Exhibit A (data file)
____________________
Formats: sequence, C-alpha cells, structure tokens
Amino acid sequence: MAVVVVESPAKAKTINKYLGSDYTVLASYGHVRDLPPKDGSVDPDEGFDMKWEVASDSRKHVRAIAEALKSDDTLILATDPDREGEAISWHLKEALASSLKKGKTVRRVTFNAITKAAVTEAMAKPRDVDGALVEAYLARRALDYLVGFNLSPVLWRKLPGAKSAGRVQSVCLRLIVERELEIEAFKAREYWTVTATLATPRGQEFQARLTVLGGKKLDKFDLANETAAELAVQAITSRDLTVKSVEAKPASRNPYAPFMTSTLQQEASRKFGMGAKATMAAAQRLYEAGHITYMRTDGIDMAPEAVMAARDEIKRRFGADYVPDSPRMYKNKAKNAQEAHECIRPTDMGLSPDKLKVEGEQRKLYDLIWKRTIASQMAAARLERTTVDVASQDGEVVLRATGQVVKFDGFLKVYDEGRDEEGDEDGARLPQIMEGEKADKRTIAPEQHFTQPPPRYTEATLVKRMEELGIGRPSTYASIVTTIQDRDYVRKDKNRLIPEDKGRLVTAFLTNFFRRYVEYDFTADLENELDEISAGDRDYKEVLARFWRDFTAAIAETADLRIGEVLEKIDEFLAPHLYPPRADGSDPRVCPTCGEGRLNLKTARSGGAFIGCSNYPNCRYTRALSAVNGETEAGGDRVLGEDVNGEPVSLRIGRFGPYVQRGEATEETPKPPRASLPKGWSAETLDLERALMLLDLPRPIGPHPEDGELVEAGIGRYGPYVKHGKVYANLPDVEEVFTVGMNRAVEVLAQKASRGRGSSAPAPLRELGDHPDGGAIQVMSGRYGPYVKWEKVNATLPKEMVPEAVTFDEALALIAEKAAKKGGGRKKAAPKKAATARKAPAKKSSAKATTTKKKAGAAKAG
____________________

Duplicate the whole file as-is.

Formats: sequence, C-alpha cells, structure tokens
Amino acid sequence: MAVVVVESPAKAKTINKYLGSDYTVLASYGHVRDLPPKDGSVDPDEGFDMKWEVASDSRKHVRAIAEALKSDDTLILATDPDREGEAISWHLKEALASSLKKGKTVRRVTFNAITKAAVTEAMAKPRDVDGALVEAYLARRALDYLVGFNLSPVLWRKLPGAKSAGRVQSVCLRLIVERELEIEAFKAREYWTVTATLATPRGQEFQARLTVLGGKKLDKFDLANETAAELAVQAITSRDLTVKSVEAKPASRNPYAPFMTSTLQQEASRKFGMGAKATMAAAQRLYEAGHITYMRTDGIDMAPEAVMAARDEIKRRFGADYVPDSPRMYKNKAKNAQEAHECIRPTDMGLSPDKLKVEGEQRKLYDLIWKRTIASQMAAARLERTTVDVASQDGEVVLRATGQVVKFDGFLKVYDEGRDEEGDEDGARLPQIMEGEKADKRTIAPEQHFTQPPPRYTEATLVKRMEELGIGRPSTYASIVTTIQDRDYVRKDKNRLIPEDKGRLVTAFLTNFFRRYVEYDFTADLENELDEISAGDRDYKEVLARFWRDFTAAIAETADLRIGEVLEKIDEFLAPHLYPPRADGSDPRVCPTCGEGRLNLKTARSGGAFIGCSNYPNCRYTRALSAVNGETEAGGDRVLGEDVNGEPVSLRIGRFGPYVQRGEATEETPKPPRASLPKGWSAETLDLERALMLLDLPRPIGPHPEDGELVEAGIGRYGPYVKHGKVYANLPDVEEVFTVGMNRAVEVLAQKASRGRGSSAPAPLRELGDHPDGGAIQVMSGRYGPYVKWEKVNATLPKEMVPEAVTFDEALALIAEKAAKKGGGRKKAAPKKAATARKAPAKKSSAKATTTKKKAGAAKAG